How to Respond to a Team in Crisis

John, a team leader, who had just come back from holiday, was sitting at his desk in the office. Emily, his personal assistant, and two other team members, Peter and Sam, had cheerfully greeted him. Where was Ruth, his deputy?
He’d found out that Ruth, was in the face-to-face meeting with Ron, the new senior manager. Emily’s and Peter’s words were still echoing in John’s head: “it’s Ruth turn today”, “the leader leads”… John pricked up his ears; his intuition told him something had happened during his absence.

“Could you explain to me what is going on? Has anyone else had a meeting with Ron yet? Can we discuss the issue?” John said looking at the team members.
“John, I think you’ve enjoyed your holiday – no calls, no e-mails, no interest in your team… It feels like you’ve forgotten us,” Sam replied. John reacted calmly: “Well, I was trying to delegate authority but maybe I should have tried harder. I didn’t think you needed a distant conductor of the orchestra – you have Ruth when I am not here.”

John asked Sam to lead the discussion and to explain what had happened in his absence. Sam was in seventh heaven because it was for the first time John had given him an opportunity to lead. However, Sam did not want to start. Why? He had a dilemma, on the one hand; he didn’t want to criticize Ron. On the other hand, he felt he had to be honest. Sam carefully attempted a maneuver: “I think it would be better if everybody tells us something about the situation.” But John corrected him immediately: “No, Sam, I’d like you to start.”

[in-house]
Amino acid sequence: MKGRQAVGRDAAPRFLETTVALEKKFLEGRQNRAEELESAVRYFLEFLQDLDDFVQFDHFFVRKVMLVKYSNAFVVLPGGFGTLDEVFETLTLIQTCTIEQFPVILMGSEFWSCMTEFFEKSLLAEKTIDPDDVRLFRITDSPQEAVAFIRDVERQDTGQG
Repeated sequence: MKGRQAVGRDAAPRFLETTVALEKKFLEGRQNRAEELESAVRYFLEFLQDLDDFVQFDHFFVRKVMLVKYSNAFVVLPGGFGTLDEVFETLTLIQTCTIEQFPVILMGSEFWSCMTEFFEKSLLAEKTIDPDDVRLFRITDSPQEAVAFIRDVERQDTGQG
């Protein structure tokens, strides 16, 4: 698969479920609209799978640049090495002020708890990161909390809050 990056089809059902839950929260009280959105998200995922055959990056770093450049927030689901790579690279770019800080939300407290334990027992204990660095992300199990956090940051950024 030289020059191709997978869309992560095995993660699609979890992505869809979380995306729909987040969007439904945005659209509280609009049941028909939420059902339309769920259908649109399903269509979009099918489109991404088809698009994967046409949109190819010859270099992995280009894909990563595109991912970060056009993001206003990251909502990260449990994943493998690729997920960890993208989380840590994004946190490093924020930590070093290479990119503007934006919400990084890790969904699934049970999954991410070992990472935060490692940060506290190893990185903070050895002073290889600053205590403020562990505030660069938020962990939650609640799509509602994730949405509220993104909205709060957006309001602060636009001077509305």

After some slight hesitation, Sam told John, how Ron had tried to build a relationship with them*. Sam also mentioned that he’d already had a very nice meeting with Ron. He looked at John trying to check his reaction but John kept quiet. Sam appealed to Peter: “Maybe you can add something? I think you’re not that happy with Ron and his actions.” Peter didn’t respond and continued checking his e-mail on his iPhone. Emily came around her desk nervously: “Let’s agree to give a personal opinion only. I think that Ruth might have supported our interests from the very beginning.” Emily was definitely kindling fire and Sam was extremely glad that the conversation had turned to Ruth – she had criticized him a lot and he wanted revenge.
Peter who knew about the tension between Ruth and Sam decided to support Ruth: “In my opinion, Ruth is a very good deputy. She had expressed doubts about Ron’s proposal. She had asked Ron to come to our meeting…” Peter wanted to add more but Emily subtly interrupted him: she begged Sam to focus on the topic and stop discussing personal matters. Have you changed your mind, Emily? No problem, I won’t criticize Ruth and …and …,” Sam stumbled as if he did not know what to say. In reality, he had seen Ruth who had just entered the office. Had she heard Sam’s words? He was very embarrassed.

“Hi, John, I am very glad to see you. When did you arrive?” Ruth greeted John “who is this tribal mask for?”

“Hi Ruth,” John replied “my plane landed about an hour and a half ago. The mask? It symbolizes wisdom. I bought it for you on holiday. In a moment of decision the best thing you can do is the right thing. The worst thing you can do is nothing. His words brought a smile to Ruth’s face. However, her eyes expressed concerns – there was something she had to tell John urgently.

What is the right thing John could do then?

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